• 7th Soviet ruble (1991 - 1992) - Banknotes exchanged 10:1, old coins continued to circulate. A couple of coin denominations got new designs and a couple new denominations were introduced. These did continue to circulate as a temporary currency in some of the former republics after the break up.
    ​​

​​

​Regarding the 1947 and 1991 reforms, the information is not correct.

​Both of these were so-called "confiscation reforms" when the currency was NOT devaluated but old banknotes and money on bank accounts were exchanged only in limited quantity, and the rest was confiscated by the state (quite a "normal" practice for the Communist regime).

​1947: coins up to 20 kopecks continued to circulate 1:1, banknotes were exchanged (limited quantity 1:1, the rest with certain limitations)

​1991: ONLY old banknotes of 50 and 100 rubles were exchanged into new ones, 1:1 up to certain limit, the rest at a lower rate. The rest of banknotes and coins continued to circulate along with new ones that were introduced gradually well into 1990s. when the Soviet Union ceased to exist. What's more, even new Russian banknotes were bearing symbols of the Soviet Union; only in 1993 new banknotes with symbols of the Russian Federation were issued.

​​
You're talking about official policy and I'm talking about the street rate which you could exchange any amount at.

I lived in Moscow in 1991 and witnessed that reform. Still have all those notes, from both before and after the reform. Prior to the withdrawal of the old 50 and 100 ruble notes, they had already introduced the new 1991 1, 3, 5, and 10 ruble notes without withdrawing the old ones. Yes, only the 50 and 100 ruble notes had to be exchanged, and officially you could only exchange up to 1,000 rubles, but that's not the whole story. As you can imagine, many people had money in excess of the limit, yet they found ways to exchange all of it, at a 10:1 rate. Obviously, someone still had a way to get an unlimited amount of old notes exchanged 1:1 and made 900% profit, but, yeah, the street rate was 10:1, any amount.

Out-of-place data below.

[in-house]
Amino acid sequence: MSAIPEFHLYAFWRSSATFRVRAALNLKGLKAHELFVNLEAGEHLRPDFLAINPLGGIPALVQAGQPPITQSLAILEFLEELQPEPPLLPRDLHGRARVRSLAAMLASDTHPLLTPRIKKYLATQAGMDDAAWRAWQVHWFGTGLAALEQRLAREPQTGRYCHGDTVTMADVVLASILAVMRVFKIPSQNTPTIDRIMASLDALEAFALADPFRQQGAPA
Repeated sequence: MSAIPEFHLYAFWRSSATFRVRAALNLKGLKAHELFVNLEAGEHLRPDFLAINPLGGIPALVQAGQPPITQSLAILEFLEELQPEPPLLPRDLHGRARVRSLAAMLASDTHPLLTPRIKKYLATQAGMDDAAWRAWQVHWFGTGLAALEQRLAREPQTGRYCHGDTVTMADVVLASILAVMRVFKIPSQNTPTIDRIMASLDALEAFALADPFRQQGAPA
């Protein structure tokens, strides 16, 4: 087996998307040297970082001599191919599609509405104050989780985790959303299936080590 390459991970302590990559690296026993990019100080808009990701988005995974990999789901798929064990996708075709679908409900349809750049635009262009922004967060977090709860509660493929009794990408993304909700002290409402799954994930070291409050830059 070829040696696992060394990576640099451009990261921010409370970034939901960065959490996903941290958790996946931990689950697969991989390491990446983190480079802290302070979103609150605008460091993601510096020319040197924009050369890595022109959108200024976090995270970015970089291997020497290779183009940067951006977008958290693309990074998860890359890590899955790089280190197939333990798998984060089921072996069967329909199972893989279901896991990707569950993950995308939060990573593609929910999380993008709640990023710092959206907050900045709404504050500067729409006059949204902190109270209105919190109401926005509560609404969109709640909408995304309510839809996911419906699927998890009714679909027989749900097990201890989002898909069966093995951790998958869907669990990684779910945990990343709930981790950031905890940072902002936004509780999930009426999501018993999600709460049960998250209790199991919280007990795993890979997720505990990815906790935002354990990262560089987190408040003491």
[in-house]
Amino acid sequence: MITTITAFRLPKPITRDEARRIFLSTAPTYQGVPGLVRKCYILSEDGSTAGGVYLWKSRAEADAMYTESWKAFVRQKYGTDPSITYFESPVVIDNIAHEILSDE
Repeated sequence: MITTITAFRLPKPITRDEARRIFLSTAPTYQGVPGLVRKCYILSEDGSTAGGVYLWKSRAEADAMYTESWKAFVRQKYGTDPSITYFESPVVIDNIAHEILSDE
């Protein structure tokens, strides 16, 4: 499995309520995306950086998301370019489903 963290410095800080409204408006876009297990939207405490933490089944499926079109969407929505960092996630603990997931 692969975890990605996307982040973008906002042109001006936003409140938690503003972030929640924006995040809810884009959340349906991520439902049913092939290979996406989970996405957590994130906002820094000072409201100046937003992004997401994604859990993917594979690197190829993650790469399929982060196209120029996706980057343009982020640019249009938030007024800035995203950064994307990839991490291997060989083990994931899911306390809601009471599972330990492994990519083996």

I'm sure it was no different in 1947.
HoH
Mitridat1974
Joined: 28-Aug-2016
Posts: 64
Street rates are something subjective and hard to prove: why 1:10, for example, and not 1:5?
If someone sold you new banknotes at that rate, it does not mean that everybody else had to pay the same (and just in case, I also lived in the Soviet Union back then, as well as many generations of my ancestors).
Most citizens (my family included) used their ways to exchange at 1:1 way more than the state expected them to exchange, sometimes even 100% of their assets. As a result, the "reform" failed but still irritated people enough as to make them lose the rest of credibility to the Communist Party. That failed "reform" contributed a lot, along with other factors, to the collapse of the Soviet Union.
My (still modest) collection:
https://en.numista.com/echanges/voir_collection.php?id=75443